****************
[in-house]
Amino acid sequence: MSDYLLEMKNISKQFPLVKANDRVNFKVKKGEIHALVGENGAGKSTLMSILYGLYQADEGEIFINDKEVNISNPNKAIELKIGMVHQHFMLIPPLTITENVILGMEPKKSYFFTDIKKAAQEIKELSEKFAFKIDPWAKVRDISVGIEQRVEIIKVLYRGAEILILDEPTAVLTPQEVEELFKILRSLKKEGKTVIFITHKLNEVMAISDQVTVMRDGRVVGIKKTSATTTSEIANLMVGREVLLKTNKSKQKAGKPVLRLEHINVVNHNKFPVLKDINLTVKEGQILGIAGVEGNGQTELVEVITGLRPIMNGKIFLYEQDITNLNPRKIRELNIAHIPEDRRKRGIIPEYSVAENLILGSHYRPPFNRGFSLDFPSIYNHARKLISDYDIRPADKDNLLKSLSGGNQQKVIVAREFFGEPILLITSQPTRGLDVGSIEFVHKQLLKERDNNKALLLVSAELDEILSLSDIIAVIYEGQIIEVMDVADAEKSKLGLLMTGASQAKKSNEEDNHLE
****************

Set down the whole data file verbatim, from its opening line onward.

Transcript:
[in-house]
Amino acid sequence: MSDYLLEMKNISKQFPLVKANDRVNFKVKKGEIHALVGENGAGKSTLMSILYGLYQADEGEIFINDKEVNISNPNKAIELKIGMVHQHFMLIPPLTITENVILGMEPKKSYFFTDIKKAAQEIKELSEKFAFKIDPWAKVRDISVGIEQRVEIIKVLYRGAEILILDEPTAVLTPQEVEELFKILRSLKKEGKTVIFITHKLNEVMAISDQVTVMRDGRVVGIKKTSATTTSEIANLMVGREVLLKTNKSKQKAGKPVLRLEHINVVNHNKFPVLKDINLTVKEGQILGIAGVEGNGQTELVEVITGLRPIMNGKIFLYEQDITNLNPRKIRELNIAHIPEDRRKRGIIPEYSVAENLILGSHYRPPFNRGFSLDFPSIYNHARKLISDYDIRPADKDNLLKSLSGGNQQKVIVAREFFGEPILLITSQPTRGLDVGSIEFVHKQLLKERDNNKALLLVSAELDEILSLSDIIAVIYEGQIIEVMDVADAEKSKLGLLMTGASQAKKSNEEDNHLE